[WALL MAP-PARIS] TURGOT, MICHELE ETIENNE and BRETEZ, LOUIS. Plan de Paris commencé l'année 1734. Dessiné et gravé sous les ordres de Messire Michel Étienne Turgot, conseiller d'État, Prévôt des Marchands... Achevé de graver en 1739.
Paris: Levé et dessiné par Louis Bretez, gravé par Claude Lucas, 1739. Engraved map on 20 folding sheets separated at folds into 40 panels joined and laid to linen with a hanging bar across the head and a roller along the foot. About 8 feet 2 inches x 10 feet 5 inches or 97 x 126 inches (246 x 320 cm); each sheet about 19 1/2 x 15 5/8 inches (50 x 40 cm). Well preserved and presentable overall, a tear at the upper left corner extends about 12 inches into the image just below the border, other small stains, chips, abraded areas and small losses, some areas of waviness, minor evidence of old dampstain, the linen backing vertically split at center for about 24 inches not affecting the paper map.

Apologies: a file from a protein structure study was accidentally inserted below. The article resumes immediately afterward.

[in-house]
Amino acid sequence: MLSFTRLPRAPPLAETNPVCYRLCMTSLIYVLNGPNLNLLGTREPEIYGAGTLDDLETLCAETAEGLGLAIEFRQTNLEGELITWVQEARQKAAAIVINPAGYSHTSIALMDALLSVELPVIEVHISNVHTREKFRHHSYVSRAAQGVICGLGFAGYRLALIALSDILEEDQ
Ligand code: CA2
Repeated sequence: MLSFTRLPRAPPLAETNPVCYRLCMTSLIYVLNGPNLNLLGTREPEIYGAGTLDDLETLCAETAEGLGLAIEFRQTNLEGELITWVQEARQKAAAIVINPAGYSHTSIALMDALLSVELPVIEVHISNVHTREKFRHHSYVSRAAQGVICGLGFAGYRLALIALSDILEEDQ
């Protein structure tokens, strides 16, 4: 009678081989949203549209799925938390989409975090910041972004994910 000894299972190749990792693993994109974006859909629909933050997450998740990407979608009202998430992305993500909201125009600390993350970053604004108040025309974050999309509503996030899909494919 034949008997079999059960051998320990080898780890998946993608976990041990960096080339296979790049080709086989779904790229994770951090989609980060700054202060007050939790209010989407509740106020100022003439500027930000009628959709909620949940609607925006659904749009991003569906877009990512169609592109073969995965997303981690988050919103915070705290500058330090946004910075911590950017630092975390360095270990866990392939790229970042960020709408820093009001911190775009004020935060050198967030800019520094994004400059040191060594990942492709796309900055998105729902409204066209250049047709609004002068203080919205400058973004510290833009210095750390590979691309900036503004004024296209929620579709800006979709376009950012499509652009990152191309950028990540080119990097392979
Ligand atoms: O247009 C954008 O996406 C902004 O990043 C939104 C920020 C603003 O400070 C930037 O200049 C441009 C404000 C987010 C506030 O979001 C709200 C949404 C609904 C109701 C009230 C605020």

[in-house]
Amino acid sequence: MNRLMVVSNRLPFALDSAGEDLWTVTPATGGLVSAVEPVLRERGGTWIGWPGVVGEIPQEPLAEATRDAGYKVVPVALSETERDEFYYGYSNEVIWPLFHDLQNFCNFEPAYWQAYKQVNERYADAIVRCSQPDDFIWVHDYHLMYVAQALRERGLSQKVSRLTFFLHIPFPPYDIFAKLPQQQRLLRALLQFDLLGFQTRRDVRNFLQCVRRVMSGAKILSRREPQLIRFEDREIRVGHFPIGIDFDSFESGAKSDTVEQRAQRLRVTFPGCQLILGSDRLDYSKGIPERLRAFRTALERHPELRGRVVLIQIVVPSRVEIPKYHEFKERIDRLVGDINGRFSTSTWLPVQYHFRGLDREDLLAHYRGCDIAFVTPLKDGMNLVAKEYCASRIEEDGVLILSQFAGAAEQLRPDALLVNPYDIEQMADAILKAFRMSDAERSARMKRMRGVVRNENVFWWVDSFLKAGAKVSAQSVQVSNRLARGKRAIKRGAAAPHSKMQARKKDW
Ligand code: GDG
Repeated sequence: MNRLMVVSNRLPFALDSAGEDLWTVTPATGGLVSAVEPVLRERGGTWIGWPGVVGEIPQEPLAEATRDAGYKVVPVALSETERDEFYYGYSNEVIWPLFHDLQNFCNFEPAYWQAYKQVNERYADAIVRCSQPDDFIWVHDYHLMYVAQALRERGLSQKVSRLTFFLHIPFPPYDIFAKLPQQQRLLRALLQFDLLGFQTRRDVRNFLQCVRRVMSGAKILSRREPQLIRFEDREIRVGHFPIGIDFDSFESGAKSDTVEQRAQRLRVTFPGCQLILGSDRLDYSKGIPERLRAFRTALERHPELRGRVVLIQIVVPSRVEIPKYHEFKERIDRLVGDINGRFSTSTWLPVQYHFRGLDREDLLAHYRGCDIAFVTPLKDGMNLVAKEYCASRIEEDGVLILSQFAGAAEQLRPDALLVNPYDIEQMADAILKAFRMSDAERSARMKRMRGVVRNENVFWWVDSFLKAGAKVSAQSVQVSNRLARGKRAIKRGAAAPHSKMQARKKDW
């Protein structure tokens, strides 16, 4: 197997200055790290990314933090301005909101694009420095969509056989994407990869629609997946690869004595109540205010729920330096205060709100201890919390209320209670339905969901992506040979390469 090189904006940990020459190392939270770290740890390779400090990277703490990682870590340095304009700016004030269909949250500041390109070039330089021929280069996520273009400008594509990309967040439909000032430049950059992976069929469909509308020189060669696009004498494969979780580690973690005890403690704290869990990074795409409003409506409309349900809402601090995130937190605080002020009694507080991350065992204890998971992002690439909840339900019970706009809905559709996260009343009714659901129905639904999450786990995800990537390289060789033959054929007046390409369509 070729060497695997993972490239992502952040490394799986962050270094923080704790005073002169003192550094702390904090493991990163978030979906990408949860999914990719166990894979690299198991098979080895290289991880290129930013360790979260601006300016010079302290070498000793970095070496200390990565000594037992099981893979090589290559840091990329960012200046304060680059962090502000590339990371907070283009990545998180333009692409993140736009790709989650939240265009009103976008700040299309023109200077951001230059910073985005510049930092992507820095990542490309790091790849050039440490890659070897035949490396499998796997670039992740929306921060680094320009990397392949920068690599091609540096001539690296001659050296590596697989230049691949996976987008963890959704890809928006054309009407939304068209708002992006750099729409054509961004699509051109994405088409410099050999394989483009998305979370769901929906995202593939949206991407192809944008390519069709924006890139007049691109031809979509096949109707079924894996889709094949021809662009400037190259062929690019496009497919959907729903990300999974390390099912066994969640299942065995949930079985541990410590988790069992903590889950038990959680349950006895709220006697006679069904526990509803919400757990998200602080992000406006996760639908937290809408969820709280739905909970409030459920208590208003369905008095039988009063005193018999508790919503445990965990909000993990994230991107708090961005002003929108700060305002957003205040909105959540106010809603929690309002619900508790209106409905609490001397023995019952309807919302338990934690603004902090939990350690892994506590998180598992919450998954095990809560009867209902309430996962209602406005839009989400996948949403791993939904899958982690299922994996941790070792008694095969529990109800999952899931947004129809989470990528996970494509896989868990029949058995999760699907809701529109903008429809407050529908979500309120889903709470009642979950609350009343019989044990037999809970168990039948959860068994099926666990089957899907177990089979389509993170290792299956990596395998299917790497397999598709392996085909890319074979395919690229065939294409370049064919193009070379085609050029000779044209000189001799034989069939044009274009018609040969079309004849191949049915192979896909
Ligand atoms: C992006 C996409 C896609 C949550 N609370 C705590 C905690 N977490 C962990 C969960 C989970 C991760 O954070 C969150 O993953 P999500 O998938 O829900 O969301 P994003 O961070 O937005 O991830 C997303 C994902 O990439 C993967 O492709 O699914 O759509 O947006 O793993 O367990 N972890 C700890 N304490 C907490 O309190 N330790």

Turgot's Plan de Paris is the best and most important 18th century decorative map of Paris and an enduring monument to the reign of Louis XV. Appointed Prevot des Marchands in 1729, the survey of the city and engraving of the map was at the behest of Michel Etienne Turgot, who had improved many streets and embellished the city with fountains. Known for his manual on perspective, the survey and draft was provided by Louis Bretez, resulting in this magnificent birds-eye view of the city. Remarkable in the era before flight, the map is oriented to the east allowing the portals of churches to be shown; these, along with private residences, courts and gardens, are all presented at a quarter view. Turgot's map is a triumph of mapmaking, one of the great cartographic accomplishments of the age.
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